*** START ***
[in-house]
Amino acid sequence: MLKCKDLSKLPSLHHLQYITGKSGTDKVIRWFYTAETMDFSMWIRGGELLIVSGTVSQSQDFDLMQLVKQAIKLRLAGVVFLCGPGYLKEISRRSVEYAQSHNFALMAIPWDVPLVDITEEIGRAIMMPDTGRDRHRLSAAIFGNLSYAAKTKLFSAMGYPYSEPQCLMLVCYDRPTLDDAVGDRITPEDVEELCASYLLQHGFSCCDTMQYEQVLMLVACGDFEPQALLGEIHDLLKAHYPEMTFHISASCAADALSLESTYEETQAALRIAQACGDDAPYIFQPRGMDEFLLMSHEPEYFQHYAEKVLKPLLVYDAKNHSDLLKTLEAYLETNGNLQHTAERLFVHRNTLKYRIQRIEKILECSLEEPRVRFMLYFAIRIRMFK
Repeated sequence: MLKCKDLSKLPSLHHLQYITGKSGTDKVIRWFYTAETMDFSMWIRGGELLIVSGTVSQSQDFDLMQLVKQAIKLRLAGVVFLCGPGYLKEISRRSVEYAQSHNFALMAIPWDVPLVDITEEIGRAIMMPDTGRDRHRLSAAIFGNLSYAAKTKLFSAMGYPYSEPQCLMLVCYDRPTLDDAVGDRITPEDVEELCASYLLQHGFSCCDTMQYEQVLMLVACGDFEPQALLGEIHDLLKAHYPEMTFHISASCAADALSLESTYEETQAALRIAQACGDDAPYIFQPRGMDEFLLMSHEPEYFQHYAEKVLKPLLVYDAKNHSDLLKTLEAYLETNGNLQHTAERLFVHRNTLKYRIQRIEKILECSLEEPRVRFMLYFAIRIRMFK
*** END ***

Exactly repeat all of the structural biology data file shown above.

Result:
[in-house]
Amino acid sequence: MLKCKDLSKLPSLHHLQYITGKSGTDKVIRWFYTAETMDFSMWIRGGELLIVSGTVSQSQDFDLMQLVKQAIKLRLAGVVFLCGPGYLKEISRRSVEYAQSHNFALMAIPWDVPLVDITEEIGRAIMMPDTGRDRHRLSAAIFGNLSYAAKTKLFSAMGYPYSEPQCLMLVCYDRPTLDDAVGDRITPEDVEELCASYLLQHGFSCCDTMQYEQVLMLVACGDFEPQALLGEIHDLLKAHYPEMTFHISASCAADALSLESTYEETQAALRIAQACGDDAPYIFQPRGMDEFLLMSHEPEYFQHYAEKVLKPLLVYDAKNHSDLLKTLEAYLETNGNLQHTAERLFVHRNTLKYRIQRIEKILECSLEEPRVRFMLYFAIRIRMFK
Repeated sequence: MLKCKDLSKLPSLHHLQYITGKSGTDKVIRWFYTAETMDFSMWIRGGELLIVSGTVSQSQDFDLMQLVKQAIKLRLAGVVFLCGPGYLKEISRRSVEYAQSHNFALMAIPWDVPLVDITEEIGRAIMMPDTGRDRHRLSAAIFGNLSYAAKTKLFSAMGYPYSEPQCLMLVCYDRPTLDDAVGDRITPEDVEELCASYLLQHGFSCCDTMQYEQVLMLVACGDFEPQALLGEIHDLLKAHYPEMTFHISASCAADALSLESTYEETQAALRIAQACGDDAPYIFQPRGMDEFLLMSHEPEYFQHYAEKVLKPLLVYDAKNHSDLLKTLEAYLETNGNLQHTAERLFVHRNTLKYRIQRIEKILECSLEEPRVRFMLYFAIRIRMFK